If you're planning to sell your home next spring, you need to start planning now.
WHEN ERIK TAROS, a 44-year-old graphic designer, bought his turn-of-the-century Victorian house in 1992, it was the eyesore of the block. He planned to restore the home to its original beauty over many years.
But in February 2002, his son's charter school announced it would close its doors at the end of the academic year. Suddenly, Taros was forced to speed up his renovation plans so he could sell his Lynn, Mass., home and move to a better school district by late summer.
Over the next five months, he and his wife spent every weekend getting their property ready to sell. They updated electrical wiring and plumbing, and laid new sod outside. They built a new porch. They even moved excess furniture to relatives' homes so the place would look airy. The hard work paid off: the house went on the market in June, and sold in August. Taros said he nearly quadrupled his initial investment in a decade.
Any realtor will tell you that the spring and summer are the best times of the year to sell a home, because that's when buyers are the hungriest. According to the most recent data from the National Association of Realtors, or NAR, roughly 350,000 transactions closed during January and February of this year, compared with 650,000 to 700,000 a month in June, July and August.
If you want to take advantage of next spring's selling season, you should start prepping your house now. If you wait too long, you might not have the time to make necessary repairs — and that could cost you.
"Buyers are very savvy today," says Walter Molony, spokesman for the NAR. "If there's something wrong in your house, you had better take care of it. All things being equal, if you have a home that needs a new roof, it can make it somewhat less attractive to a buyer than another home on the market."
Here's a plan to help you get your home ready for a spring listing.
Fix the Exterior
As the cliché goes, you never get a second chance to make a first impression. That's why it's crucial to maximize your home's curb appeal. Something as simple as a new exterior paint job with updated colors goes a long way toward luring in a buyer. (Those stained wood shingles are so 1970s.) Presenting a lush lawn with tasteful landscaping is helpful, too.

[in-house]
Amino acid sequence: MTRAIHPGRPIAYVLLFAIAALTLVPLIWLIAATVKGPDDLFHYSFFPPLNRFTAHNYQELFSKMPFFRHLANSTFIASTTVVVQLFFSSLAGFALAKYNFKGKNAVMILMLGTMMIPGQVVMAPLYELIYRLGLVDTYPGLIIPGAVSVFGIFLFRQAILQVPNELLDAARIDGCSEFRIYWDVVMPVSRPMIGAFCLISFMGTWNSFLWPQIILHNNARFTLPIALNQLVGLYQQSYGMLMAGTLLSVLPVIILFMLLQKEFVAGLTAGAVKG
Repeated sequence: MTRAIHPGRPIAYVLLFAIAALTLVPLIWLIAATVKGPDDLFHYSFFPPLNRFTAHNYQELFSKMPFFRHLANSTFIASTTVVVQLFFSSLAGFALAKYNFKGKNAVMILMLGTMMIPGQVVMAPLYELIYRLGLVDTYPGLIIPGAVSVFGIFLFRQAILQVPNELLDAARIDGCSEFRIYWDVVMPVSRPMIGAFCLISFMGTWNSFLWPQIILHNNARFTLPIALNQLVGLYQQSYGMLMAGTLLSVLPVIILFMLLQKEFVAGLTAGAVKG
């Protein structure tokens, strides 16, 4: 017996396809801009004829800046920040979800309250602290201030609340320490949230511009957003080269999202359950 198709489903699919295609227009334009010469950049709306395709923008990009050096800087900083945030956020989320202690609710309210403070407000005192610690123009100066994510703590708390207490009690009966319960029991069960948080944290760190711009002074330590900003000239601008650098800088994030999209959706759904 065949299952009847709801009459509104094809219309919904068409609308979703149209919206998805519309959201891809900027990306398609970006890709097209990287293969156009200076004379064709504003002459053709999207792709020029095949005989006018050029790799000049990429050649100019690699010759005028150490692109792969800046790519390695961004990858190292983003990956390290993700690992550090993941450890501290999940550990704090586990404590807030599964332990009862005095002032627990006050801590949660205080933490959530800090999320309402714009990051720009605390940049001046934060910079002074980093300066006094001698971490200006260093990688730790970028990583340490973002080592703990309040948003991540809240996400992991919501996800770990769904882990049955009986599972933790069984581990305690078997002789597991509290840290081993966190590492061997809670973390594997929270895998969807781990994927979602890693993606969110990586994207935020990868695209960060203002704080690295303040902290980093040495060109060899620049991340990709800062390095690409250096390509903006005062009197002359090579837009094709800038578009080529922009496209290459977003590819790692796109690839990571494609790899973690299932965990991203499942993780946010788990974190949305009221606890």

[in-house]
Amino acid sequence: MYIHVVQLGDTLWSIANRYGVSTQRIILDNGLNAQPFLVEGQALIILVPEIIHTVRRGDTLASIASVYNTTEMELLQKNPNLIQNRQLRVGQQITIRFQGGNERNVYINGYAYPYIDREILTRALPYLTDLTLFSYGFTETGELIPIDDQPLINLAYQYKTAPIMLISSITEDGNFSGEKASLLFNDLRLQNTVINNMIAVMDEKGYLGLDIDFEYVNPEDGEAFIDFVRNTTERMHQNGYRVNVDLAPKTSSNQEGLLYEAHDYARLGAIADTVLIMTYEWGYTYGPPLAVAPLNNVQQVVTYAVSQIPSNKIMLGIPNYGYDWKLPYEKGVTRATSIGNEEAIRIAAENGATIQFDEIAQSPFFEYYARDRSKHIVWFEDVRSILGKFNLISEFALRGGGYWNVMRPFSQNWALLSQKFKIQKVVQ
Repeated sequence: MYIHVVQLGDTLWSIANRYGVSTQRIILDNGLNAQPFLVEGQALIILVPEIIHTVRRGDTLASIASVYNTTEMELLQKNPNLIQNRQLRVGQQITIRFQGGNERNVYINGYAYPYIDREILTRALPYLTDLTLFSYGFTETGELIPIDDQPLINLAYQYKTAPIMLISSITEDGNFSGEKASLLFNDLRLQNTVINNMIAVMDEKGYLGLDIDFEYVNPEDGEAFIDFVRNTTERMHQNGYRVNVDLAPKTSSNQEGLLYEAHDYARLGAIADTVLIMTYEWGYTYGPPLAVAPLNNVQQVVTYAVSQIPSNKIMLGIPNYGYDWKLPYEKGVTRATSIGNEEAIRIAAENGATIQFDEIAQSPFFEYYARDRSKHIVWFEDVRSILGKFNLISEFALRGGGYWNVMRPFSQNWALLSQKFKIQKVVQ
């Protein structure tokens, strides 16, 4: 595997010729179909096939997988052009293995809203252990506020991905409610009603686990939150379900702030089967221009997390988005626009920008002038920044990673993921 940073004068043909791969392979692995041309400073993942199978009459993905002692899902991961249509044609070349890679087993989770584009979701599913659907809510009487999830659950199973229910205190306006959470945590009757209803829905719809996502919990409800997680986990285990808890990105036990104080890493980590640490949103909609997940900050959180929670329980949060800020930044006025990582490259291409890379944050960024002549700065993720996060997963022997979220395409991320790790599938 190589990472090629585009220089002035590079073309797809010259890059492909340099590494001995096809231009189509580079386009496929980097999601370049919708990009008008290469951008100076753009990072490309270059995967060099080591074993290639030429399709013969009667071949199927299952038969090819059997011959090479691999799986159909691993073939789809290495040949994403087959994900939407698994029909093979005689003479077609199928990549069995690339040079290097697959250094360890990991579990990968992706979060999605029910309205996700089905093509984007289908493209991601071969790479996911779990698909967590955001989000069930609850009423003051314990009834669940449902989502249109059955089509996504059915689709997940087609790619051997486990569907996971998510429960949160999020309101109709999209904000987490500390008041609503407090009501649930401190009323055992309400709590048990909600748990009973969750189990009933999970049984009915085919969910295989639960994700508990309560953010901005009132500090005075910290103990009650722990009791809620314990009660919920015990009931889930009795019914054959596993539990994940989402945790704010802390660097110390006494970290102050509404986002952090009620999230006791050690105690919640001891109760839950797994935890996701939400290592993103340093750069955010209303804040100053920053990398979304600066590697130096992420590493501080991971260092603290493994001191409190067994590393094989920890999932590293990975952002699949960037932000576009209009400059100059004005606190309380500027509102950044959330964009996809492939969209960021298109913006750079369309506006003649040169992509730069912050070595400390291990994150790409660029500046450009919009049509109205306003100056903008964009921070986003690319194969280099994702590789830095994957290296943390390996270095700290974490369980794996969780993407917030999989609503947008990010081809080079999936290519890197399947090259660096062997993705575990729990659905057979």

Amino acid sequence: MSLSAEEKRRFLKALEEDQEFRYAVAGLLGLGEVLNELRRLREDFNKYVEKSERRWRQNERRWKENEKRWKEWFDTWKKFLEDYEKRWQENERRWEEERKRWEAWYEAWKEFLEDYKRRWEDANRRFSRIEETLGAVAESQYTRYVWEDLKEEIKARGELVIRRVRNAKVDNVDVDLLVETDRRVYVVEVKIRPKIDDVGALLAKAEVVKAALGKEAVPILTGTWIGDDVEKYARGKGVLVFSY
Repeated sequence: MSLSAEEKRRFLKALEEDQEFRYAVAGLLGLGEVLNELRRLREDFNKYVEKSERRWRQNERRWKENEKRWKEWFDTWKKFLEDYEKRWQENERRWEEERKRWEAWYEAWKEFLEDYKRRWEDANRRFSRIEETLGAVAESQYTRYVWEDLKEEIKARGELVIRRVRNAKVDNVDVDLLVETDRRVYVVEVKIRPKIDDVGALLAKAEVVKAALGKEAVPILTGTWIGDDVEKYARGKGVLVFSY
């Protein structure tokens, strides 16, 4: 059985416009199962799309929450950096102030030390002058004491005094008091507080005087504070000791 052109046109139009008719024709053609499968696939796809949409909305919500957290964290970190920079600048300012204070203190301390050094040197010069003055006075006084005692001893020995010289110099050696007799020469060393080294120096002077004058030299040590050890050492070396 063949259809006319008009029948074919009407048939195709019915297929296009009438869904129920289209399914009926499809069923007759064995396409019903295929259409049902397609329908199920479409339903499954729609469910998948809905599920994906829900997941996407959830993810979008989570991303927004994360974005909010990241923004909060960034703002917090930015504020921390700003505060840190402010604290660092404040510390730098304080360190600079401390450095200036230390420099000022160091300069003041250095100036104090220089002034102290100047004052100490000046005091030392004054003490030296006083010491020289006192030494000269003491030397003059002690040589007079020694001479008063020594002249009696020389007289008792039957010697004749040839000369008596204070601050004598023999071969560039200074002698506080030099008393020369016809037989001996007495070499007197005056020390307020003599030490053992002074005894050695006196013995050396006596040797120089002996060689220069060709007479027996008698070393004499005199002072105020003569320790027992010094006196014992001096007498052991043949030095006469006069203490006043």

Even if you live in a cold climate, you can get a jump-start on the exterior now. Taros, who lived by the damp and foggy New England coast, stripped and sanded the outside wood on his house during the winter so that he was ready to paint once the warmer weather arrived. Another idea: plant bulbs now that will sprout flowers by the time potential buyers begin scouting the neighborhood.
Spruce Up the Inside
Make it easy for potential buyers to envision how their furniture and belongings would look in your home. You can do this by simply painting the rooms a neutral color, getting rid of clutter and opening the windows to let in light, says Colby Sambrotto, chief operating officer of ForSaleByOwner.com, a real estate Web site.
It's also a good idea to make simple repairs, such as fixing a kitchen cabinet hinge or replacing a cracked tile. If you don't, potential buyers might wonder if these oversights are symptoms of a larger upkeep problem, warns NAR's Molony. Perhaps the boiler needs fixing or the roof needs patching, they might wonder.
Repair the Interior
One of the most important things you should do is hire a tough home inspector to detail every problem he encounters. Once you have a list, make all the necessary repairs that could come between you and a possible sale. The last thing you want is a qualified buyer to walk away from the deal because his inspector uncovers a leaky roof or asbestos in the basement.
In some cases, you might decide that some repairs are too costly or too much of a hassle to fix. That's OK, too. Just disclose any known issues (a law in many states) and discount the price accordingly, says NAR's Molony. This is something a real-estate agent can help you do.
Pricing It Right
Experts agree that a home will sell in just about any market if it's priced right. So start doing your homework during the winter months. A good way to get a feel for home values in your neighborhood is to start going to open houses and surfing Web listings, says ForSaleByOwner.com's Sambrotto. There you can see firsthand what neighbors are asking for their homes and how their properties compare with yours.
For a more scientific snapshot, you can also start meeting with local realtors who can provide you with a list of comparable sales in your neighborhood. Also, take advantage of Web resources, including online appraisals (for a fee), and recently-sold home data in your local newspaper.
Seventy percent of home buyers start their search online, says ForSaleByOwner.com's Sambrotto. And the majority of them click on ads with photos. So it's a good idea to post some good digital pictures of your house on the popular Web sites in your area.
Presenting your home in the best possible way is key. A small, grainy photo could actually discourage potential buyers from picking up the phone and scheduling a showing — especially when an increasing number of your competitors are hiring professional shutterbugs to capture the essence of their properties. So unless you're ready to shell out $100 or more for these services, you'd better get snapping. Crop and optimize the pictures carefully on your PC. Remember, the goal is to make your home appear as if it is out of the pages of Architectural Digest, not This Old House.